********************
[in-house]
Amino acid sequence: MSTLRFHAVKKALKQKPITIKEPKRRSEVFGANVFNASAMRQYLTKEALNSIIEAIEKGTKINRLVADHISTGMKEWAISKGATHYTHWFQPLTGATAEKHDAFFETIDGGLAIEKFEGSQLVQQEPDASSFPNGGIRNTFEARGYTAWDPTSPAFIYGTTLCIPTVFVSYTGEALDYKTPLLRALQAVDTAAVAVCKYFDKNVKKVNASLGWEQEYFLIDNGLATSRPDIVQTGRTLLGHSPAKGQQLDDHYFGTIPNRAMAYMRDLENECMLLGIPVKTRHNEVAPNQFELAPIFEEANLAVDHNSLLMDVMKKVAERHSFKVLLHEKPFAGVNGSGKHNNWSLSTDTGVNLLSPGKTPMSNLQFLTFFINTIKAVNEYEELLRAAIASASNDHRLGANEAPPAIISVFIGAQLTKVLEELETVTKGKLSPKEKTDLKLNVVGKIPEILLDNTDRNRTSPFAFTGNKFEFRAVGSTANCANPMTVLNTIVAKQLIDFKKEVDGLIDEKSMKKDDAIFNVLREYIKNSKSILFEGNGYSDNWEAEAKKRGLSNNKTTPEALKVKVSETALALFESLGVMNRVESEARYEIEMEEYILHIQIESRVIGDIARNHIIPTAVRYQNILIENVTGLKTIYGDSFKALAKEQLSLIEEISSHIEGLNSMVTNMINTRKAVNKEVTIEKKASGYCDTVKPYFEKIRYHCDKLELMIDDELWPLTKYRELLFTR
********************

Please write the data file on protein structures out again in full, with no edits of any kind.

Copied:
[in-house]
Amino acid sequence: MSTLRFHAVKKALKQKPITIKEPKRRSEVFGANVFNASAMRQYLTKEALNSIIEAIEKGTKINRLVADHISTGMKEWAISKGATHYTHWFQPLTGATAEKHDAFFETIDGGLAIEKFEGSQLVQQEPDASSFPNGGIRNTFEARGYTAWDPTSPAFIYGTTLCIPTVFVSYTGEALDYKTPLLRALQAVDTAAVAVCKYFDKNVKKVNASLGWEQEYFLIDNGLATSRPDIVQTGRTLLGHSPAKGQQLDDHYFGTIPNRAMAYMRDLENECMLLGIPVKTRHNEVAPNQFELAPIFEEANLAVDHNSLLMDVMKKVAERHSFKVLLHEKPFAGVNGSGKHNNWSLSTDTGVNLLSPGKTPMSNLQFLTFFINTIKAVNEYEELLRAAIASASNDHRLGANEAPPAIISVFIGAQLTKVLEELETVTKGKLSPKEKTDLKLNVVGKIPEILLDNTDRNRTSPFAFTGNKFEFRAVGSTANCANPMTVLNTIVAKQLIDFKKEVDGLIDEKSMKKDDAIFNVLREYIKNSKSILFEGNGYSDNWEAEAKKRGLSNNKTTPEALKVKVSETALALFESLGVMNRVESEARYEIEMEEYILHIQIESRVIGDIARNHIIPTAVRYQNILIENVTGLKTIYGDSFKALAKEQLSLIEEISSHIEGLNSMVTNMINTRKAVNKEVTIEKKASGYCDTVKPYFEKIRYHCDKLELMIDDELWPLTKYRELLFTR